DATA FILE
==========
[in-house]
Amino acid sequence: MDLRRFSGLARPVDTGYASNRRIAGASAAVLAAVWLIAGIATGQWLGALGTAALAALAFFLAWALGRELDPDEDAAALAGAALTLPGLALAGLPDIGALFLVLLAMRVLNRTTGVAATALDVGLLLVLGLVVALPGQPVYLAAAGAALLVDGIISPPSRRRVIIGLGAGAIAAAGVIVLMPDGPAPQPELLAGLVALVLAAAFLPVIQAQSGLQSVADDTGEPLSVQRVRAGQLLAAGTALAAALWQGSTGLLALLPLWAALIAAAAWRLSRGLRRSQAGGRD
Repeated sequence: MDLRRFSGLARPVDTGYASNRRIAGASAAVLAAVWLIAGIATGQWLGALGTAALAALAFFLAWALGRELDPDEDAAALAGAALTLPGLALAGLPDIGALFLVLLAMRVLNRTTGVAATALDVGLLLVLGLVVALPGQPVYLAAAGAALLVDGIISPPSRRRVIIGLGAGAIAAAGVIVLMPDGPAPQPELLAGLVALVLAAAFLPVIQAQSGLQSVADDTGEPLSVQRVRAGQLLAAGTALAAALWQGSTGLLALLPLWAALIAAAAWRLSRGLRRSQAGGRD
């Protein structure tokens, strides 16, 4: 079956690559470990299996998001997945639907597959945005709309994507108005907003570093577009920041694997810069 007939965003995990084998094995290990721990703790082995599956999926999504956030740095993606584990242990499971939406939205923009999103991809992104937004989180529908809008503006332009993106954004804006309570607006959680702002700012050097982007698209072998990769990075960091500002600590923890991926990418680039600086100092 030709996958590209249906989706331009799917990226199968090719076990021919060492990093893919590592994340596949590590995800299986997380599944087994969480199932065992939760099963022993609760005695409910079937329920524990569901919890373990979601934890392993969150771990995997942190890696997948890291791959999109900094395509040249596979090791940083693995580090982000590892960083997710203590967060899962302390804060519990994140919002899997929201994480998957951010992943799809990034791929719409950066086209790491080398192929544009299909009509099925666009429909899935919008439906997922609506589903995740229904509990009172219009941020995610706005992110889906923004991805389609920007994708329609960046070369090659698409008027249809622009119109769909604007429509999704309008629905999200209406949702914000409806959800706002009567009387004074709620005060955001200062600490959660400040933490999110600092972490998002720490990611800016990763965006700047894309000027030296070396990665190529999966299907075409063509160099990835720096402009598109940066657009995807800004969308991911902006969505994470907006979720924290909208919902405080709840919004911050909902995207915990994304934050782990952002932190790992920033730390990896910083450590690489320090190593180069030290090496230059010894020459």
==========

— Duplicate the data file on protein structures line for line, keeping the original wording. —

[in-house]
Amino acid sequence: MDLRRFSGLARPVDTGYASNRRIAGASAAVLAAVWLIAGIATGQWLGALGTAALAALAFFLAWALGRELDPDEDAAALAGAALTLPGLALAGLPDIGALFLVLLAMRVLNRTTGVAATALDVGLLLVLGLVVALPGQPVYLAAAGAALLVDGIISPPSRRRVIIGLGAGAIAAAGVIVLMPDGPAPQPELLAGLVALVLAAAFLPVIQAQSGLQSVADDTGEPLSVQRVRAGQLLAAGTALAAALWQGSTGLLALLPLWAALIAAAAWRLSRGLRRSQAGGRD
Repeated sequence: MDLRRFSGLARPVDTGYASNRRIAGASAAVLAAVWLIAGIATGQWLGALGTAALAALAFFLAWALGRELDPDEDAAALAGAALTLPGLALAGLPDIGALFLVLLAMRVLNRTTGVAATALDVGLLLVLGLVVALPGQPVYLAAAGAALLVDGIISPPSRRRVIIGLGAGAIAAAGVIVLMPDGPAPQPELLAGLVALVLAAAFLPVIQAQSGLQSVADDTGEPLSVQRVRAGQLLAAGTALAAALWQGSTGLLALLPLWAALIAAAAWRLSRGLRRSQAGGRD
């Protein structure tokens, strides 16, 4: 079956690559470990299996998001997945639907597959945005709309994507108005907003570093577009920041694997810069 007939965003995990084998094995290990721990703790082995599956999926999504956030740095993606584990242990499971939406939205923009999103991809992104937004989180529908809008503006332009993106954004804006309570607006959680702002700012050097982007698209072998990769990075960091500002600590923890991926990418680039600086100092 030709996958590209249906989706331009799917990226199968090719076990021919060492990093893919590592994340596949590590995800299986997380599944087994969480199932065992939760099963022993609760005695409910079937329920524990569901919890373990979601934890392993969150771990995997942190890696997948890291791959999109900094395509040249596979090791940083693995580090982000590892960083997710203590967060899962302390804060519990994140919002899997929201994480998957951010992943799809990034791929719409950066086209790491080398192929544009299909009509099925666009429909899935919008439906997922609506589903995740229904509990009172219009941020995610706005992110889906923004991805389609920007994708329609960046070369090659698409008027249809622009119109769909604007429509999704309008629905999200209406949702914000409806959800706002009567009387004074709620005060955001200062600490959660400040933490999110600092972490998002720490990611800016990763965006700047894309000027030296070396990665190529999966299907075409063509160099990835720096402009598109940066657009995807800004969308991911902006969505994470907006979720924290909208919902405080709840919004911050909902995207915990994304934050782990952002932190790992920033730390990896910083450590690489320090190593180069030290090496230059010894020459």